When you're a writer with work published across various online platforms, building a portfolio of your work can be pretty time-consuming. That's where Authory comes in.
A writer's portfolio is extremely valuable when you're applying for a new position as a staff writer or trying to get your ideas out there as a freelancer. Frequently, people will link to their profiles across numerous websites, but it's a lot of work for a potential employer or client to visit and cross-reference those. As the managing editor for Gadget Hacks, Null Byte, and WonderHowTo, I can attest to that.
If the person reading your resume, cover letter, or pitch is busy, they may only check one or two of your site profiles and move on to the next person. When you have one dedicated place for them to look, they may see more of your content since it's consolidated and (hopefully) easy to browse through.
But there's another reason why you should have a one-stop writer's portfolio: backing up your work. If a company you've written for goes belly up, your content may disappear off the web, and there's a slim chance that you will be able to find your work on archival services such as the Internet Archive's Wayback Machine. To protect your work, you'll want a backup.
Authory can be that backup.
After creating an Authory account, you'll be able to input the URLs of the website your work is on. It will automatically scrape those sites for any content written under your name or alias you provide. Then, you can choose whether the content on Authory shows a snippet with a link out to the real deal or the whole thing.
To get started, head to authory.com/signup and create an account. Once you choose your credentials, you'll give your byline name and add the URL to the site or sites where your content is hosted. When you finish signing up, Authory will scan those sites for anything written by you, and it will save everything it finds to your Authory profile.
On your profile, you can narrow down content you're looking for using the filtering system; add keyword/s, choose a time period if desired, and pick a specific site if you know where it was hosted. There are even different views to make things easier on your eyes: two columns, one column, list, and text views.
To add another site for it to scrape, open the menu and select "Add new content." Here, you can choose from "Automated Import," which will scrape any given website for all of your content, or "Manual Import," where you would provide the URL of the webpage for your story. You can also choose to write something from scratch or upload files.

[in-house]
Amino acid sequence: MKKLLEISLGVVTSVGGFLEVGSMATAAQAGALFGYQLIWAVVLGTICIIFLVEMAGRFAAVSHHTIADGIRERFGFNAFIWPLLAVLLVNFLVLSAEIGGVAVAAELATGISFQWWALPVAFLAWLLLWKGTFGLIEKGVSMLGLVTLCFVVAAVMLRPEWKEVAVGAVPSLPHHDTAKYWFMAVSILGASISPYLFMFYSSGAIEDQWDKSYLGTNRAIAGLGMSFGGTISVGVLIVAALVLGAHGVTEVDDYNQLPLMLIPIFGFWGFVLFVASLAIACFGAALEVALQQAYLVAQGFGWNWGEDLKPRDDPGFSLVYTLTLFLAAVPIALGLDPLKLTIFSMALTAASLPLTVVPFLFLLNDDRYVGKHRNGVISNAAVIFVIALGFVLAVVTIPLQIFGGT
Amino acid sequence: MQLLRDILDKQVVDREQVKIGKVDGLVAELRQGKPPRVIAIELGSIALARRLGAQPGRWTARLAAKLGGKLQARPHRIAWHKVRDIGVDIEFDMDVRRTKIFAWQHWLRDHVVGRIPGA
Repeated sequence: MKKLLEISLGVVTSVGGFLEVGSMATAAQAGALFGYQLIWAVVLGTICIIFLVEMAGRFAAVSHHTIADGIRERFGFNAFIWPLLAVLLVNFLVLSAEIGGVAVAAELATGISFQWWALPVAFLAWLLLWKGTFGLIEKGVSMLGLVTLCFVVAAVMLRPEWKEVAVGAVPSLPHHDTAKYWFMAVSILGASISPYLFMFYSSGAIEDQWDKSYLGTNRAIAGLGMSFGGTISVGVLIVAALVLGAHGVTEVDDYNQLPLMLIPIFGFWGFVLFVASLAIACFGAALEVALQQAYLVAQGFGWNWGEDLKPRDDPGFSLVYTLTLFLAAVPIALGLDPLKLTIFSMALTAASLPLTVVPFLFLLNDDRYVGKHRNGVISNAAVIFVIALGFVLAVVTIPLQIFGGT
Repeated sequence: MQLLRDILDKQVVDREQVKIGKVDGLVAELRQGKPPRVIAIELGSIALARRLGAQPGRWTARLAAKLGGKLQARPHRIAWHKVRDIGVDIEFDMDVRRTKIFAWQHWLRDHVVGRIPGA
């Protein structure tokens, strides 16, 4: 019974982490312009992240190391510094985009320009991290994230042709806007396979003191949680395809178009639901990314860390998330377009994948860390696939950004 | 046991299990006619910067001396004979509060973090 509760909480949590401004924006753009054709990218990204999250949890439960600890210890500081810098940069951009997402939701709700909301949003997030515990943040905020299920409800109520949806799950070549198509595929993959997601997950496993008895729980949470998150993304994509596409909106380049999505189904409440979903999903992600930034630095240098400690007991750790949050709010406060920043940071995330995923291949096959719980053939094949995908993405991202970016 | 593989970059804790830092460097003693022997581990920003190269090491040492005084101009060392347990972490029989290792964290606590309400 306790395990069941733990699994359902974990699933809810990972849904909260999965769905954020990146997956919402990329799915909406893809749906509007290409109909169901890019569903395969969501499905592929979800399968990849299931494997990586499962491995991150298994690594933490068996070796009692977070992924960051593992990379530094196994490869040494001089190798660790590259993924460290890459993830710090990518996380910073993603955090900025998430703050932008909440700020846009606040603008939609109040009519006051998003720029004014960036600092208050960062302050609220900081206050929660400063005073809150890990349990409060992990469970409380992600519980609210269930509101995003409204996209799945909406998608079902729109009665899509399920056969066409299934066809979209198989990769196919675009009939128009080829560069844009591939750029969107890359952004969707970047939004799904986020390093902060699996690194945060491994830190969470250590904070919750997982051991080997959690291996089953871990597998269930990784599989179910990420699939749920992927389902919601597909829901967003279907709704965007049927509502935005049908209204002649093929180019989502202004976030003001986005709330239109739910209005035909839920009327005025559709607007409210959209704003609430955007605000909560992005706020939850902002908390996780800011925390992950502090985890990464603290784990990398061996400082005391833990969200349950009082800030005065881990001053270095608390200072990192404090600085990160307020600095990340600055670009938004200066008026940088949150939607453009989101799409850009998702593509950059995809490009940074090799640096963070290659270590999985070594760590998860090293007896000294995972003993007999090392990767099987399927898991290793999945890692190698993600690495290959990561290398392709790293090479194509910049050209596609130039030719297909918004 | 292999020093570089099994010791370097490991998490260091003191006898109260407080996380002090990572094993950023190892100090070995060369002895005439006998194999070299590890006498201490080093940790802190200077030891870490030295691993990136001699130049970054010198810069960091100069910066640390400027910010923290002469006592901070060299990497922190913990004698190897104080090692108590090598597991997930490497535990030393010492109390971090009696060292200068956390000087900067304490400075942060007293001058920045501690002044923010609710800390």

The "Automated Import" option takes you to the "Sources" settings (you can also access "Sources" directly from the Authory menu), where you can name the publication and give its URL.
You'll also see a list of the other sites you've given to Authory. By default, Authory auto-updates websites, so it will continue to add new content to your Authory profile when it finds any, but you can disable this if you want. You can also make all new imports Private, Public, or a Preview.
- Private shows the entire article, and only you can see it.
- Public shows the entire article for everyone to see.
- Preview shows just a portion of an article, then links out to the original site for the full story. Everyone can see previews — they are not private.
As you can see, I like to use "Private" mode for uploads; that way, I can review them before setting them live. Almost every site you add will have a different platform, and there's no way Authory can be ready for that. So imports could be missing information, and you'll want to review that before everyone else can see it.
On an article's page, you can add it to a collection (if you want to group like-minded content), change its visibility, pin it to your profile, edit it (if the scrape didn't catch everything), and delete it.
There's a lot more to Authory too. Other users can subscribe to your Authory profile, and you can even send newsletters to their email, so they see new content when it comes out. There's also an analytics section to see social shares and word counts for your articles.
The best thing about Authory is that they are available to answer your questions and help streamline your imports. I had a few issues with my imported content, such as GIFs not working, missing paragraphs, etc., so I chatted with them online. They are quick to respond, and they'll even try to make sure that future imports will have no issues.
Authory costs $8 per month, paid annually as $96, or $10 per month if you don't want to commit to a full year. Currently, they have a 14-day free trial, and they'll add days to that if you share Authory on LinkedIn, Facebook, Twitter, and other social media platforms. To get a whole year free, invite three people to sign up for Authory using your unique referral link; once they sign up, you're set! They'll even get a free month instead of the 14-day trial.
There's also a review option that will give you a year at no cost, but make sure to read the rules first before you jump in.
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